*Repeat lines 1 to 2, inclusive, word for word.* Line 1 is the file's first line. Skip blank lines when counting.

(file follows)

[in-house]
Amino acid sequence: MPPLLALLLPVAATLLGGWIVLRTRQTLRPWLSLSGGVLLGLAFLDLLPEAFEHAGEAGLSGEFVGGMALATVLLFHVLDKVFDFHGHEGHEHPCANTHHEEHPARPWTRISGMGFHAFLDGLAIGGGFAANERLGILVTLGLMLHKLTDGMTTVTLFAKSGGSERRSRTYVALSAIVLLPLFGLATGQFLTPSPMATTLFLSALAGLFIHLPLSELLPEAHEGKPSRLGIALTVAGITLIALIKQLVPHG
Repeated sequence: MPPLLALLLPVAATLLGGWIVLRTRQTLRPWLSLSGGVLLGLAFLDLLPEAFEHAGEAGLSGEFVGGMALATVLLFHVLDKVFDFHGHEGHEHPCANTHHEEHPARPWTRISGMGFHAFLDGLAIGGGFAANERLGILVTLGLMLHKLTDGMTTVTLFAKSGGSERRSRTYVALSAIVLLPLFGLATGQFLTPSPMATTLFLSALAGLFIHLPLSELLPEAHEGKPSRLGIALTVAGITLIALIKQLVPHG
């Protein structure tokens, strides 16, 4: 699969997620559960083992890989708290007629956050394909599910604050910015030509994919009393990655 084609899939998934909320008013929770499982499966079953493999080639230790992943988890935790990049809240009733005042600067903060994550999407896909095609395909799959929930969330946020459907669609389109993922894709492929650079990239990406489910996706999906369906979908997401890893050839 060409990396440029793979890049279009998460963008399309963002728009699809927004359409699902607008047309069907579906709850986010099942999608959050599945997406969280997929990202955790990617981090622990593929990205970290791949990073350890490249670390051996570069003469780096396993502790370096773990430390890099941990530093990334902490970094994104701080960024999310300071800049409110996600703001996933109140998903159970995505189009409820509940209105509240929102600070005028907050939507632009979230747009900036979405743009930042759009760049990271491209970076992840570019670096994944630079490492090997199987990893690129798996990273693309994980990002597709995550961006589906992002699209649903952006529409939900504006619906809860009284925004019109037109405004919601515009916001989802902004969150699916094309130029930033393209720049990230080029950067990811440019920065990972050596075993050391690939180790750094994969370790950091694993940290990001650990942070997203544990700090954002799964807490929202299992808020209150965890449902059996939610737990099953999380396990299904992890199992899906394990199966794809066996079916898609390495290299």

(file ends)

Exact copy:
[in-house]
Amino acid sequence: MPPLLALLLPVAATLLGGWIVLRTRQTLRPWLSLSGGVLLGLAFLDLLPEAFEHAGEAGLSGEFVGGMALATVLLFHVLDKVFDFHGHEGHEHPCANTHHEEHPARPWTRISGMGFHAFLDGLAIGGGFAANERLGILVTLGLMLHKLTDGMTTVTLFAKSGGSERRSRTYVALSAIVLLPLFGLATGQFLTPSPMATTLFLSALAGLFIHLPLSELLPEAHEGKPSRLGIALTVAGITLIALIKQLVPHG